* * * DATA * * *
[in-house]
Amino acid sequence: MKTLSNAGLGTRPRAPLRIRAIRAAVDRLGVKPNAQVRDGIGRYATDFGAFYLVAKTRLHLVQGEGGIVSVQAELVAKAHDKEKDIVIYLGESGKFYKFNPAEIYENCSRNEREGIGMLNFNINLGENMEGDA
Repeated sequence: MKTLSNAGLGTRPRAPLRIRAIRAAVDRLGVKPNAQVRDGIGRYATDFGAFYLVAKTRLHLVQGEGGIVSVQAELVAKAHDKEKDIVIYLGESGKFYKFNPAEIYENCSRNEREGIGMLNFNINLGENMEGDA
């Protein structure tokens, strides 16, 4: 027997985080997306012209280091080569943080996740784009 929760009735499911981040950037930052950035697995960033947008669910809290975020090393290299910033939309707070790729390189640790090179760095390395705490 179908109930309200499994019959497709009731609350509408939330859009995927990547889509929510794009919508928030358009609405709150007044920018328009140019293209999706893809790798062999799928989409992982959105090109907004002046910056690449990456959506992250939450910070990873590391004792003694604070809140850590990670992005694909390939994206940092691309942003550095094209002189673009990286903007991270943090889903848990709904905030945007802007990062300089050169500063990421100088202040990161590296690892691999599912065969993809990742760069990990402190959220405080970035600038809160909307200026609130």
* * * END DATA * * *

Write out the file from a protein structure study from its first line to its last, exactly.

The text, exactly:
[in-house]
Amino acid sequence: MKTLSNAGLGTRPRAPLRIRAIRAAVDRLGVKPNAQVRDGIGRYATDFGAFYLVAKTRLHLVQGEGGIVSVQAELVAKAHDKEKDIVIYLGESGKFYKFNPAEIYENCSRNEREGIGMLNFNINLGENMEGDA
Repeated sequence: MKTLSNAGLGTRPRAPLRIRAIRAAVDRLGVKPNAQVRDGIGRYATDFGAFYLVAKTRLHLVQGEGGIVSVQAELVAKAHDKEKDIVIYLGESGKFYKFNPAEIYENCSRNEREGIGMLNFNINLGENMEGDA
């Protein structure tokens, strides 16, 4: 027997985080997306012209280091080569943080996740784009 929760009735499911981040950037930052950035697995960033947008669910809290975020090393290299910033939309707070790729390189640790090179760095390395705490 179908109930309200499994019959497709009731609350509408939330859009995927990547889509929510794009919508928030358009609405709150007044920018328009140019293209999706893809790798062999799928989409992982959105090109907004002046910056690449990456959506992250939450910070990873590391004792003694604070809140850590990670992005694909390939994206940092691309942003550095094209002189673009990286903007991270943090889903848990709904905030945007802007990062300089050169500063990421100088202040990161590296690892691999599912065969993809990742760069990990402190959220405080970035600038809160909307200026609130």